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Sri Lanka CB Governor not worried about drop in forex reserves

COLOMBO (EconomyNext) – Sri Lanka’s recent drop in forex reserves were partly due to election related events and a decline in global demand and he was "not at all worried", Central Bank Governor Arjuna Mahendran said.

"This is endemic to the elections – the political process," Mahendran said. "Reserves have been falling partly because of global demand. Japan got into a technical recession in the last two quarter of 2014. In Europe also we saw weakness."

"External demand has been weak particularly in Europe and Japan. In the US of course it is now picking up.

"So I think in the garment exports we will see a pick up and in selective commodities. I think coconut exports have picked up very strongly in the last year. Of course that is a small amount.

"But that is a sign that our agricultural exports will remain in demand, including tea."

Sri Lanka’s reserves drop in the last quarter was partly due to sales of rupee bonds by foreigners, a strong pick up in state and private credit and repayments to the International Monetary Fund which hits central bank reserves directly without involving the domestic credit system.

In January there was a delay in rolling over a 500 million US dollar sovereign bond which was also repaid at a cost to reserves.

"We have just below 5-months (of imports) of reserves," Mahendran said. "I am sure now that the elections are over those reserves will start growing against strongly."

The new administration will go to bond markets again in February, Mahendran said.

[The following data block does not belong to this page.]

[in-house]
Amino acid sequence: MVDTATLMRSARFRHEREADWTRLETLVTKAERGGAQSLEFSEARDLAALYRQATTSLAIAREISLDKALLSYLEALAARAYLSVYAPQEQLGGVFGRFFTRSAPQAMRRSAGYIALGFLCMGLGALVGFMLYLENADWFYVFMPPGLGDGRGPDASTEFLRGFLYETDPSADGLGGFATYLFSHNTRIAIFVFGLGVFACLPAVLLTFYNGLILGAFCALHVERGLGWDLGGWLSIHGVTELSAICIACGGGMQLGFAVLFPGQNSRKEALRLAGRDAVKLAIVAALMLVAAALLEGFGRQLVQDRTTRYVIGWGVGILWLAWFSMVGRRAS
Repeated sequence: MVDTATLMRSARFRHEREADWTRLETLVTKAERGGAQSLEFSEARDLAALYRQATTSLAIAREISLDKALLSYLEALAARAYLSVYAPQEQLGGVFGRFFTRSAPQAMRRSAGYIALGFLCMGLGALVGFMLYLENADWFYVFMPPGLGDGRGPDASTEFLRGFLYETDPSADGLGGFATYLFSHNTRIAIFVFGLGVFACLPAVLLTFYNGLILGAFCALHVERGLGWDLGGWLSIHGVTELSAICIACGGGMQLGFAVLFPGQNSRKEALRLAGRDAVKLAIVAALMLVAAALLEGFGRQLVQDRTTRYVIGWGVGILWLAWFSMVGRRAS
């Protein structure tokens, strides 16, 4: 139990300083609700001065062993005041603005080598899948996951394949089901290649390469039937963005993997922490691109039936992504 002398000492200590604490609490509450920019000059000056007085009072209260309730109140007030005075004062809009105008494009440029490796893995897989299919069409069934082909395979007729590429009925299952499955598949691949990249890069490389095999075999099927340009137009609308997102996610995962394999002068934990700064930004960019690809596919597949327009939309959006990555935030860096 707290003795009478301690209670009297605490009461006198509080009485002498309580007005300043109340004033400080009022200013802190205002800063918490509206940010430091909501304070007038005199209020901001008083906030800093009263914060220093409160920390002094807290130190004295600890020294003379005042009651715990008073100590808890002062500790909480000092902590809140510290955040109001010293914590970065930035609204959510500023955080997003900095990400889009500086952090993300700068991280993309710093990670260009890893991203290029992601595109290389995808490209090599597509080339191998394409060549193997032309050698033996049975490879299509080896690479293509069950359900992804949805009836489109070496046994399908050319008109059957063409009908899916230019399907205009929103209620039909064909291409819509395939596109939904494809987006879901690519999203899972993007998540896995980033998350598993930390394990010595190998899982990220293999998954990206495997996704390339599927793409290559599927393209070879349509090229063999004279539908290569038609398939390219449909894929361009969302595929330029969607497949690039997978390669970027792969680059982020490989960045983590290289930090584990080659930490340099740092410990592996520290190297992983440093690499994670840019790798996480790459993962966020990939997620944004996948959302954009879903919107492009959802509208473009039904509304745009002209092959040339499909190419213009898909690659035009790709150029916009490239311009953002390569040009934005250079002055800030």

A bond sale usually boosts reserves as dollars are converted to rupees, but the forex can also eventually go out when the rupees are spent or fresh credit is given, generating imports.

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In Sri Lanka the central bank sells debt on behalf of the Treasury.

"We will have to continue to rely on markets to fund the deficit," Mahendran said. "Of course the deficit will shrink."

The falling deficit will signal that the country’s fiscal house in put in order, he said. Sri Lanka is also expected to tap bi-lateral and multilateral lending for projects, with stronger foreign direct investment and portfolio investments.

He said the IMF repayments were a legacy of problems seen at the end of the war and the country had no balance of payment troubles at the moment and interest rates were low.

"We should take advantage of that we should fund our requirements from the markets at reasonable rates of interest."

He said a relationship will be strengthened and get their ‘seal of approval’ for Sri Lanka’s policies.

"Because at the end of the day the IMF is seen, along with rating agencies as an impartial international observer of how we conduct our economic policies."

He expected a strong relationship with the IMF.

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